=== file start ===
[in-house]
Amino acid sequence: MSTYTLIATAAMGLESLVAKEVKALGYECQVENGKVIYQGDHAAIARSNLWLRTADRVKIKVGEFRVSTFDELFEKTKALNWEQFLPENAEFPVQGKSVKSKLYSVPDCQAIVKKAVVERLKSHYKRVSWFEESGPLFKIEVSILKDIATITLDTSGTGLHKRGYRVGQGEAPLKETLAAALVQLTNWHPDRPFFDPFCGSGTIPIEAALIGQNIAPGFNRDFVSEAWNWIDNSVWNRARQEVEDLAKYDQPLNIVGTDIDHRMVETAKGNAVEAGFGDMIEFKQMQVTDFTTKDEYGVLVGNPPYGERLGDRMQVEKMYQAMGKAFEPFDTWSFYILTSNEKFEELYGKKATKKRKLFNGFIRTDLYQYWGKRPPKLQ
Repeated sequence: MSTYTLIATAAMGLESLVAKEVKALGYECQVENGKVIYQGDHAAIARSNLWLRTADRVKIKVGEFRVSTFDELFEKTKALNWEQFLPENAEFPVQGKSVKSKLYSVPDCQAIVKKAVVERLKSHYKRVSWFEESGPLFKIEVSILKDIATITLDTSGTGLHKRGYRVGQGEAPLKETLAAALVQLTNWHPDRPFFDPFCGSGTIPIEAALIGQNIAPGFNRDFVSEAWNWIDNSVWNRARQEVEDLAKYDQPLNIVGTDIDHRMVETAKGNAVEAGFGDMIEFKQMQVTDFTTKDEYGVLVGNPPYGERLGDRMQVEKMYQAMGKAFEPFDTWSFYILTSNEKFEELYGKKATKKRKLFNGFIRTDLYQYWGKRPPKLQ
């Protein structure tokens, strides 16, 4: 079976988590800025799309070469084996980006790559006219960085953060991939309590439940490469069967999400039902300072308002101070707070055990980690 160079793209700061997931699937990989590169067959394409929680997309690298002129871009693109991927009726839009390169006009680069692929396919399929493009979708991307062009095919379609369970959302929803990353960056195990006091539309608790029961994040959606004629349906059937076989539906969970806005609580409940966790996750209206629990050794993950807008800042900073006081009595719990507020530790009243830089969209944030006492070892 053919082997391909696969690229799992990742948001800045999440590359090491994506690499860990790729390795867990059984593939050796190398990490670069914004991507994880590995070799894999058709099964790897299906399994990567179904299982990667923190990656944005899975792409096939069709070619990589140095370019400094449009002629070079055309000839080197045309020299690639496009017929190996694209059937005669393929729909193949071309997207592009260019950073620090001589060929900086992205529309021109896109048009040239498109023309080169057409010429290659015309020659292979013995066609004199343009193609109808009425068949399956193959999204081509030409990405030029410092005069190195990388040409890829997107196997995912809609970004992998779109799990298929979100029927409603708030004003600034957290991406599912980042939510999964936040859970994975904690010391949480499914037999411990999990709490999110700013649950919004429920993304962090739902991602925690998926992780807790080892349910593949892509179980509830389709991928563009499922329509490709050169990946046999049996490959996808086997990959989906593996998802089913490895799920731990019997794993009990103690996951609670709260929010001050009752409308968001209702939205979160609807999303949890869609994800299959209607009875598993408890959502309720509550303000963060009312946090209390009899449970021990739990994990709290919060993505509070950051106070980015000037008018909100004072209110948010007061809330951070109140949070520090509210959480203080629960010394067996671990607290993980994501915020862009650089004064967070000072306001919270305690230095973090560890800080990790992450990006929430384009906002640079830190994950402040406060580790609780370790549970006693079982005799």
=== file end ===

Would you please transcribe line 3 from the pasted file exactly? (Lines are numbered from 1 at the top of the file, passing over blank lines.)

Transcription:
Repeated sequence: MSTYTLIATAAMGLESLVAKEVKALGYECQVENGKVIYQGDHAAIARSNLWLRTADRVKIKVGEFRVSTFDELFEKTKALNWEQFLPENAEFPVQGKSVKSKLYSVPDCQAIVKKAVVERLKSHYKRVSWFEESGPLFKIEVSILKDIATITLDTSGTGLHKRGYRVGQGEAPLKETLAAALVQLTNWHPDRPFFDPFCGSGTIPIEAALIGQNIAPGFNRDFVSEAWNWIDNSVWNRARQEVEDLAKYDQPLNIVGTDIDHRMVETAKGNAVEAGFGDMIEFKQMQVTDFTTKDEYGVLVGNPPYGERLGDRMQVEKMYQAMGKAFEPFDTWSFYILTSNEKFEELYGKKATKKRKLFNGFIRTDLYQYWGKRPPKLQ